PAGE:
I used to think that getting everything right from the start was the key to learning the Danish language (or anything). And I could point to my own experiences as proof.
But recent new insights have re-shaped my thinking on the matter, and now I realize that all of the mistakes and failures I had along the way were essential to my ultimate success. This is nothing less than a paradigm shift in the way I view the journey of learning Danish.
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The old view: Don’t learn stuff you’ll have to unlearn
The scene: Pretty much every social gathering I’ve ever been to in Denmark.
The question: So, how did you learn Danish?
I can’t even begin to count how many times I’ve answered this question in one form or another.
Until just recently, I offered some version of the same story: “Well, yeah, I was always good at language. And then I was lucky to get into a Danish language school where the focus was on making sure that you never made a mistake. So instead of learning a bunch of stuff I had to unlearn, I learned it correctly from the get-go.”
Revelation: Variation, challenges, and even failure are essential to learning
So what happened to my preaching the gospel of perfection? A big part of the explanation is a book I recently read called Range – Why generalists triumph in a specialized world, by David Epstein.
I’ll spare you the details (read it!), but one of the key takeaways is that early and intensive specialization is not the key to mastery. You significantly increase your chances of success in any learning task by engaging in a wide range of activities with obvious and less obvious relation to the given task, only later followed by focused specialization.
And this is especially true when it comes to learning the Danish language!
The children will show the way (laughing and pointing all the while)
If I had to guess now, the key reason that I got pretty darn good at Danish is less because I went to a school where we were never allowed to make a mistake, and more because I combined these Danish language lessons in the mornings with work at a fritidshjem (after school day-care center) in the afternoons, where I was trying to speak Danish and often failing miserably. These failures absolutely delighted all the kids, who relished the opportunity to point, laugh, and correct me – an adult who couldn’t even speak as well as little ol’ them!
And in the evenings and weekends, I often found myself at get-togethers/parties (I came to Denmark at the ripe young age of 23). Within an hour of sitting around a table and drinking beers, the conversation would inevitably shift from English to Danish. And there I was, like a novice surfer on the North Shore, just trying to keep my head above water as huge waves of Danish crashed in. Inevitably, I would drown within an hour and have to go home and sleep. I was completely and totally exhausted from my attempts to understand what I was hearing.
It would be about two or three years before I could both keep up and get a word in edgewise in these conversations – and probably about five or six years before I felt like my personality and genius humor were coming across in tiny glimpses.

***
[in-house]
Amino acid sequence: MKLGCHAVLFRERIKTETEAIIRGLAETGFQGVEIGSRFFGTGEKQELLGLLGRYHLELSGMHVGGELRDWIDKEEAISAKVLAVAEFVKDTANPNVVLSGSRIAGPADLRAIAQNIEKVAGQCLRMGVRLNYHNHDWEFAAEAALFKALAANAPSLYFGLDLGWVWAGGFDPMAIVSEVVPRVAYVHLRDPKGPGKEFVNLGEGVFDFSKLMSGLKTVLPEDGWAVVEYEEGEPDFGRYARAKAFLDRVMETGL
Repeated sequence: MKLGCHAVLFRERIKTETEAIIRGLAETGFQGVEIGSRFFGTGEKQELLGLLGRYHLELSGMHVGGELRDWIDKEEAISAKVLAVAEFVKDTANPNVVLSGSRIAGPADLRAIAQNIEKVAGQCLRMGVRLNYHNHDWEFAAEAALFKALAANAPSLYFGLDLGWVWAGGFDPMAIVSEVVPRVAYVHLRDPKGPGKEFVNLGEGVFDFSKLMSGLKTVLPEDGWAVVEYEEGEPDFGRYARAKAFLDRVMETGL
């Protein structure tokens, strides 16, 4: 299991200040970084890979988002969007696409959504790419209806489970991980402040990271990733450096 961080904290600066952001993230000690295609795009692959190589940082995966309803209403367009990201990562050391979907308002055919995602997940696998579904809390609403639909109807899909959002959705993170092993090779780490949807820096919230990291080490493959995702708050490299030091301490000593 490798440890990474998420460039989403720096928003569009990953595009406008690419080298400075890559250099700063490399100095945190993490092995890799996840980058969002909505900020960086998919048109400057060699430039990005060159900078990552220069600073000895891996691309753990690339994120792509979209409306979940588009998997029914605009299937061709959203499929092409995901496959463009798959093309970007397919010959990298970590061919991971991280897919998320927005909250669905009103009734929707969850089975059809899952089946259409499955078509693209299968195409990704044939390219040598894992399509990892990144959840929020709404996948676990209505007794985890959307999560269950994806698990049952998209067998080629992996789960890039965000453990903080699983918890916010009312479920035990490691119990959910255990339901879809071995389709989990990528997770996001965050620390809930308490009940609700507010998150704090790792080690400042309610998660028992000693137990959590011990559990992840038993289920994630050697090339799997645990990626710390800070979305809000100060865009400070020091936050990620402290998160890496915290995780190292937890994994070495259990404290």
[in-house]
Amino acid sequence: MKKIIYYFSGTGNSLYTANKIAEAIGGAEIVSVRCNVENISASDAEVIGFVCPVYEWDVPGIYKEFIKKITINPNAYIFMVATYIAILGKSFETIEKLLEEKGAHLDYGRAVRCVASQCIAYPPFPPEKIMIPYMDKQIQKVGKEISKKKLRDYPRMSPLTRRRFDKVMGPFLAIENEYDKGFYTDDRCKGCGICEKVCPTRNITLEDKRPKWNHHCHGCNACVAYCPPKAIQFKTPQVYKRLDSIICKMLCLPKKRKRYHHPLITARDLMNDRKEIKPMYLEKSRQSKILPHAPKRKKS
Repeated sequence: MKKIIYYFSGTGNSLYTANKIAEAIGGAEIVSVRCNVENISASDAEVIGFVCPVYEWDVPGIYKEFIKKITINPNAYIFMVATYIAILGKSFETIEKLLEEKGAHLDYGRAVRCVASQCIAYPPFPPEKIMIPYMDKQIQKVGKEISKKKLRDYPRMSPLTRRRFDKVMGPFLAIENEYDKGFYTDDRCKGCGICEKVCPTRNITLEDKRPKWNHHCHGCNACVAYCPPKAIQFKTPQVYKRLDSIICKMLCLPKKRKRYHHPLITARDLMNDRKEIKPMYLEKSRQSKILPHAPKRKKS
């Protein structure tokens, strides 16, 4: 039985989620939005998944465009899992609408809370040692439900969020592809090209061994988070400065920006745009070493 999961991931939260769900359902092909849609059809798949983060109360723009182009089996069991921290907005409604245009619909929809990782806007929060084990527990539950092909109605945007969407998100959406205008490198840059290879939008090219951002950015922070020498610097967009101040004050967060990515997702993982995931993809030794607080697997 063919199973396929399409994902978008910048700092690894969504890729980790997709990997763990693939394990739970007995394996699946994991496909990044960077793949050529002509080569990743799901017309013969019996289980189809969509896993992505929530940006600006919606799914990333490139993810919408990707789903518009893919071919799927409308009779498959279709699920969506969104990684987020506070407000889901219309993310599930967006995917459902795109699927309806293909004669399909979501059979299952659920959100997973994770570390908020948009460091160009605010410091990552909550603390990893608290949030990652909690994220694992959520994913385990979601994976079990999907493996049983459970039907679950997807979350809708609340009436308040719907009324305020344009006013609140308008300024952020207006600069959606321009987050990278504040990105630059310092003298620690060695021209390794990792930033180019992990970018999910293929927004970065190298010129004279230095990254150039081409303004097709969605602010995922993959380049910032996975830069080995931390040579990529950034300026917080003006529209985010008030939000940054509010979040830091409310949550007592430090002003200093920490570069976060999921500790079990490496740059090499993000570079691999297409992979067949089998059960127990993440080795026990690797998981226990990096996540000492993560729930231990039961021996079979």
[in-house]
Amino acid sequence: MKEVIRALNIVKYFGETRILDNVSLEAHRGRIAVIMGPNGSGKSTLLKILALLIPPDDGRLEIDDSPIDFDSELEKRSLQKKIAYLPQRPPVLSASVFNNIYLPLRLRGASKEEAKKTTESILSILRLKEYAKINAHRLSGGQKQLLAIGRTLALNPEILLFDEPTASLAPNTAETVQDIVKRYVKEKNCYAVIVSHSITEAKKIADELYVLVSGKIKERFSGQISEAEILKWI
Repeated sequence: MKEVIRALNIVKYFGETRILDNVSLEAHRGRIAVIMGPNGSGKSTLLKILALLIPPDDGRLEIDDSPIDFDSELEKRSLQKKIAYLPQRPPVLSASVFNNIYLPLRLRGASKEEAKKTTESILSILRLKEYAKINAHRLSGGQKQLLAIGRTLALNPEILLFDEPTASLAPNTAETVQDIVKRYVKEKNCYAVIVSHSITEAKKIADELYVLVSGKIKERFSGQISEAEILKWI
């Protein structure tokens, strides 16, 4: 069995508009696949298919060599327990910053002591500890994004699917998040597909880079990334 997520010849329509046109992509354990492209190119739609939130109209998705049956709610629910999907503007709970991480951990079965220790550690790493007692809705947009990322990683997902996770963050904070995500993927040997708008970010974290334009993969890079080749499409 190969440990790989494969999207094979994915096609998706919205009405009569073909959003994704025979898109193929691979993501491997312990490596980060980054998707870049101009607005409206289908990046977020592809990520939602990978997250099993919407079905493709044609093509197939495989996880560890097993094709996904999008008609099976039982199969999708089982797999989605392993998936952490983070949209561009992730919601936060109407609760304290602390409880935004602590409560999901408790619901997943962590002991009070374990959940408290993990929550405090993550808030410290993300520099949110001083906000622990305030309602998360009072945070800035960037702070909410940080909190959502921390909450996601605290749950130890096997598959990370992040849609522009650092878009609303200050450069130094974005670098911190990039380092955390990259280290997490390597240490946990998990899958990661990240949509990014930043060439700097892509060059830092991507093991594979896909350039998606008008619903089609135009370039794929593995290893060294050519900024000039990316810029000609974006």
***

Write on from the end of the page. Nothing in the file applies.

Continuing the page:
Set yourself up for failure, build mountains out of molehills, and watch your Danish language grow
I hadn’t really realized it before, but these struggles and varied methods of learning and applying my Danish language were absolutely key. I know that not everybody has the time to go to school in the morning and only work 20 hours a week – I came before the 24-year-old rule, so I had a flexibility most newcomers today rarely would, and rent in Copenhagen back then was much, much cheaper.
Nonetheless, you will definitely be doing yourself some favors by seeking a variety of environments and methods for applying your Danish.
Another important takeaway I got from Range is that your retention of learning is almost inversely correlated with the speed you learned and the difficulty you encounter along the way. It may seem counterintuitive, but the longer it takes and the harder it is to learn something, the better you will remember it.
Be less kind – and master this wicked world
This is insanely relevant for any of you learning Danish, in terms of building vocabulary and conversational skills. If you are engaging in simple, scripted conversations, you might be able to work on your pronunciation. This is what Epstein calls a “kind” world – one that is entirely predictable and has a single, albeit confusing and challenging, set of rules.
In these predetermined exchanges, you are almost certainly not learning anything that will help you use your Danish in the “wicked” system of the real world. But if you are struggling to find the right words, making mistakes – even crazy ones – you are on the path to learning.
Another fun finding in the science of learning is that the more confident you are about the correctness of a mistake, the better you will remember the actual correct thing when you are made aware of the error. I propose we call it the “Dude! Whaaaat? Phenomenon”.
So just be confident (irrationally confident even!), and you’re on the right path – as long as you make sure to fall flat on your face plenty often.
Pumping you up just to beat you down
One final pro tip:
As your Danish language improves and becomes functional in social situations, get ready for conversations with Danes about how you are really good at Danish and how did you get so good? For the sake of modesty, you might even point out that you’re far from perfect… at which point the Dane will absolutely and immediately back you up by saying, oh yeah, I know that, unintentionally giving you a feeling that he/she was really just blowing hot air up your nethermost orifice about your linguistic prowess.
Instead of getting offended about your imperfections, I say wear it like a badge of honor. You’re on the right track.